Kickstarter news

Why should you support Project Hubbard? November 03, 2017 19:48

So, why should you back Project Hubbard?

Project Hubbard is the only and official Rob Kickstarter. It a reward for him, a reward for the musicians he inspired, and a reward for his many fans on all platforms: a reward they've been waiting for since 1988. He's in it, fully engaged, and ready to do this. We've both been working hard on getting SID fans and the London Symphony Orchestra in the same place. We can almost taste it!
 
This is also a chance to get new SIDs, get Rob back into the studio with modular synths, to get unreleased and rare stuff, transcripts, scores and loads more: and to get an orchestral concert.
In the book, you get to hear the story of Rob's abortive pop career in the mid-80s and stories of Rob's band-playing days with bands such as "Muffin" and "Snoopy Woodstock". You get to understand why his music was so meaningful to you. You get a meaningful definitive timeline, an analysis of his driver that won't leave you confused, and so much more you won't believe. It's the entire Rob, lovingly compiled.
 
Please back and share if Rob ever made you happy, or made you sad, or blew your mind. You can back the book (which will be detailed and meaty). You can back the music (numerous and lovely). Or choose both. All pledges are available at both physical and digital levels.
14 new SIDs? Rob Hubbard's definitive remix album? A load of unheard Hubbard stuff done on synths prior to the SIDs... in what Universe isn't that the best thing ever for a Rob Hubbard Fan? Give 15 year old you a break, and back this. Cheers.
 
Chris

The Story of "Task Force" - the SID that wasn't. Then was. October 29, 2017 10:24

There are a lot of stories in Project Hubbard. This one is about one of Rob's favourite pieces that never got out to play: Task Force.

The story begins at the Opera. In 1982, Rob worked in the studio with a musician called Steve Daggett.

(From the Lindesfarne Wikipedia page): "During the second half of the 1980s they played annual Christmas tours and released Dance Your Life Away (1986) and C'mon Everybody (1987) – the latter made up of covers of old rock and roll standards and reworkings of some of the band's most popular songs. Keyboardist Steve Daggett, formerly of new wave band Stiletto, produced both these albums and augmented the onstage line-up for two tours."

Working on a 4-track recorder and with all the synths they could muster, and mostly played/mixed live with Rob running around the studio keeping everything moving, they produced a rock opera about the world of work, with cheeky vocals and guitar performed by Steve, with vocal help from Bren Laidler.

Here's Rob, talking about the process.

How we wrote? Well some of it we jammed, and then set about refining. I'd write down bits on paper so we didn't forget. Some of these then became more structured. We hooked up our synths with CV and triggers (I remember building electronic trigger converts), and sometimes this led to some interesting sounds and textures.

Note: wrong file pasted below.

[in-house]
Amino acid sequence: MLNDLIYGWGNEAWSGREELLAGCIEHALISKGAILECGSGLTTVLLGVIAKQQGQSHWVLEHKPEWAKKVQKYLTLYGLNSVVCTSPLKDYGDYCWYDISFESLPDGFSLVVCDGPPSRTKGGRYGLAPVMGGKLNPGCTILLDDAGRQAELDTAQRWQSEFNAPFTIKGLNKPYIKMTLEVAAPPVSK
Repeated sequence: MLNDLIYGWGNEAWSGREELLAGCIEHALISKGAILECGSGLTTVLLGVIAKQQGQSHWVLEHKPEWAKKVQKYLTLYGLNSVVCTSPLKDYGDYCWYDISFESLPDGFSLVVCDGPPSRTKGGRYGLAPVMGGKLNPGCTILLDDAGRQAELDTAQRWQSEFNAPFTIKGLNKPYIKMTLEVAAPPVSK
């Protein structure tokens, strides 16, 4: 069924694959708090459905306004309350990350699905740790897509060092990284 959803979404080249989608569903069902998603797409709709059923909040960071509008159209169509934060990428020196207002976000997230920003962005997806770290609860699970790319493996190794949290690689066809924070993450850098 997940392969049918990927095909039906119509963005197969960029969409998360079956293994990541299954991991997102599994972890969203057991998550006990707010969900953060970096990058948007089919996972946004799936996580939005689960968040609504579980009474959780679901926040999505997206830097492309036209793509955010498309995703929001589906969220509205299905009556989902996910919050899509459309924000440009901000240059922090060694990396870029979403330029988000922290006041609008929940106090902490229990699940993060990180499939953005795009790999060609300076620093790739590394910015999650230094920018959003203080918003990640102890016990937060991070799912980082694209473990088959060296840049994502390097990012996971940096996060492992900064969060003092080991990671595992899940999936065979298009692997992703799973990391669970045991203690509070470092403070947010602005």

We recorded onto a revox, and wrote out recording scripts, so that we knew when to set levels, change synth knobs during the recording.

Very low analogue tech indeed.

Some of the gear we used (from what I recall):
Roland TR808
Sequential Circuits Pro One
Multimoog
Roland TB303
My old Casio
Some Roland organ/string keyboard.

This was all part of my learning process....

 

In the Newcastle of the time, unemployment was a big social issue, given the decline of the North-East in the early 1980s, and the unemployment it brought with it.

They did nothing with the rock opera, until...

An interview with the Newcastle Chronicle (featured in full in Rob Hubbard - the official reference) interviewed Rob about his burgeoning SID career, and happened to mention that the work opera (a shortened version of it at least), had been shown as part of a TV programme that same week: "Work... A Four Letter Word" as part of the TV Company Tyne Tees' "The Works" programme. This would not have been seen outside of the Tyne Tees area (the North-east of England centred on Rob's home of Newcastle).

The full version of the Rock Opera was never screened or released. However, correcting this kind of historical injustice is the sort of thing this Kickstarter is trying to achieve.

The full version of this Rock Opera, which is the most 80s thing I've heard and is packed full of delightful Rob Hubbard touches, will appear in full on "The Rob Hubbard Archive" in the Kickstarter. 

Now, there is one song that is particularly important here: Task Force, one of the few instrumentals on the album, and of which Rob says "Task Force is about the option of joining the army - and has  a certain darkness to it.".

Task Force

Task Force started, as virtually all of Rob's compositions do, as a sketch. Did you know Rob has a list of composing rules? They will be reproduced in the book too.

It's very easy when you're using sequencers to build a tune off of a cool effect: but most of Rob's pieces started off as doodles on the keyboard, and a tune painstakingly constructed on paper.

This ensures that Rob's pieces have a certain portability musically: they can be converted to other forms relatively easily, all the way from SID to Score, and aren't reliant on any given sound or sonic environment. In many ways, this is a lost skill: even many symphonic composers don't read or write musical notation these days.

So, Task Force in the Work Opera started off like this (remember, in 1980/1981 there was no MIDI, so much of this was performed "live").